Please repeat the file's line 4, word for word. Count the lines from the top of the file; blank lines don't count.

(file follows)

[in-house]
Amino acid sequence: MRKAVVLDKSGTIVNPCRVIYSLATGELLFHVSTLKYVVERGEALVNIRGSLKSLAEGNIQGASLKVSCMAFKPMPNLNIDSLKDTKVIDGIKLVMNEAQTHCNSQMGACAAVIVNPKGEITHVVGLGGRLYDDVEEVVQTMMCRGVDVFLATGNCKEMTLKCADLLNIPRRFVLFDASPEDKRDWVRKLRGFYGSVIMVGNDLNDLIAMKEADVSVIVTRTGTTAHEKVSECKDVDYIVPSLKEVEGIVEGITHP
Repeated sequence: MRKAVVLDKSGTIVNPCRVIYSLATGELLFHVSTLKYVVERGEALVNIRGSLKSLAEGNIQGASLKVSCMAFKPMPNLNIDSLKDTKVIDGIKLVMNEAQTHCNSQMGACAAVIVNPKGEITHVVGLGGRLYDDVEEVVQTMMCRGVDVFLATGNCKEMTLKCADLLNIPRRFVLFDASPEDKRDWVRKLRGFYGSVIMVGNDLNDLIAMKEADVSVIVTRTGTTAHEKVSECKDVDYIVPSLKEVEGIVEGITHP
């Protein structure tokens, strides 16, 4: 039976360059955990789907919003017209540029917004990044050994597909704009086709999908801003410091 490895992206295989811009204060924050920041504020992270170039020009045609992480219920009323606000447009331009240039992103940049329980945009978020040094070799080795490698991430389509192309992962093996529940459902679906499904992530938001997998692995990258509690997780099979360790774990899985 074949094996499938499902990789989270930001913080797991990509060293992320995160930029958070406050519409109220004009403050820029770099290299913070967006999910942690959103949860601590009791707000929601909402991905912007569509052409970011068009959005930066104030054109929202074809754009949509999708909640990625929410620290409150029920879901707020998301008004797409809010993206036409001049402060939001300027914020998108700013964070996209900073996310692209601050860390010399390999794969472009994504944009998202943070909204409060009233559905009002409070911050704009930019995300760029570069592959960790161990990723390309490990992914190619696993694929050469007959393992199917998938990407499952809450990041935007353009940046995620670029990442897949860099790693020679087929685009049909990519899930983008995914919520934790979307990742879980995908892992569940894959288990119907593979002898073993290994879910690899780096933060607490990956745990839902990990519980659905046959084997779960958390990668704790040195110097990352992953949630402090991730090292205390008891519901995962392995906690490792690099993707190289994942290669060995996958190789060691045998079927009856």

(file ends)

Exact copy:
């Protein structure tokens, strides 16, 4: 039976360059955990789907919003017209540029917004990044050994597909704009086709999908801003410091 490895992206295989811009204060924050920041504020992270170039020009045609992480219920009323606000447009331009240039992103940049329980945009978020040094070799080795490698991430389509192309992962093996529940459902679906499904992530938001997998692995990258509690997780099979360790774990899985 074949094996499938499902990789989270930001913080797991990509060293992320995160930029958070406050519409109220004009403050820029770099290299913070967006999910942690959103949860601590009791707000929601909402991905912007569509052409970011068009959005930066104030054109929202074809754009949509999708909640990625929410620290409150029920879901707020998301008004797409809010993206036409001049402060939001300027914020998108700013964070996209900073996310692209601050860390010399390999794969472009994504944009998202943070909204409060009233559905009002409070911050704009930019995300760029570069592959960790161990990723390309490990992914190619696993694929050469007959393992199917998938990407499952809450990041935007353009940046995620670029990442897949860099790693020679087929685009049909990519899930983008995914919520934790979307990742879980995908892992569940894959288990119907593979002898073993290994879910690899780096933060607490990956745990839902990990519980659905046959084997779960958390990668704790040195110097990352992953949630402090991730090292205390008891519901995962392995906690490792690099993707190289994942290669060995996958190789060691045998079927009856």